What comes to mind when you picture a farmer? Animals, tractors, and fields full of dirt (and later crops). Farmers are synonymously linked with the land. However, a growing method in urban agriculture is hydroponics, a method that doesn’t use soil to cultivate plants.
What exactly is hydroponic growing? It means growing without using soil. This method uses water and nutrient solutions to fertilize plants. Plants grown hydroponically are able to get more oxygen directly into their roots (since they aren’t buried underground), which means the roots are able to take up nourishment from the growth solution easier.
Hydroponic growing is great for hobby gardeners, but is also picking up popularity among the Urban Ag movement. People are picking up on this trend because it is something that can be done year round in any climate. Growing can occur in a controlled environment, where weather is never a factor. Plants can be situated closer to one another, saving space, because the roots don’t need to spread out. They are not searching for water or nutrients, everything is provided within reach. Depending on the technique used, hydroponics can be stacked on top of one another. A wall can be turned into a vertical garden with relatively little space taken up in a room.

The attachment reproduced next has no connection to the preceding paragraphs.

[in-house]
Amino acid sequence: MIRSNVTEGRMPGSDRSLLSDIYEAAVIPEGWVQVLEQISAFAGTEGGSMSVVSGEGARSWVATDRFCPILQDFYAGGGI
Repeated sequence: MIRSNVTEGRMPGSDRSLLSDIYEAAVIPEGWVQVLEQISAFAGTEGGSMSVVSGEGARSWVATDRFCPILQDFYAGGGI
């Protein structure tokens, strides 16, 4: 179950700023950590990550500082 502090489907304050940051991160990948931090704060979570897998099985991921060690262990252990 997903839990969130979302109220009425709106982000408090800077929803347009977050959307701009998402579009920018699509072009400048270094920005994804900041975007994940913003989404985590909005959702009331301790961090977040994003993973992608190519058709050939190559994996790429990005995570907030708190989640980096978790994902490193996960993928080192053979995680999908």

There are some negatives to hydroponics as well. There are a variety of ways to water plants, either through a timed system or using pumps. Most advanced growing methods use mechanics of some sort, which means maintenance and the potential for a timer or pump to have an issue and fail. Since plants are so close together, it is important to thoroughly clean the channels or containers they are in regularly to prevent pest or disease issues.
With hydroponics, there are two main types of growing techniques. Nutrient Film Technique (NFT) has the roots of the plant directly in water with no medium for support. The other technique is to cultivate the plants in a medium. Some mediums commonly used are rock wool, peat moss, and oasis cubes. However, anything a plant could technically grow in is called a growing medium, so some people use rocks, coconut fibers, and sand. These mediums help to steady the plant, but offer no fertilization or nutrients themselves. As long as soil is not used, growing with these mediums is still classified as hydroponic.
Kuack, David. “Getting Serious About Hydroponic Vegetable Production.” Urban Ag News
“Hydroponic Gardens.” Homegrown Hydroponics
“What is Hydroponic Growing?” Growth Technology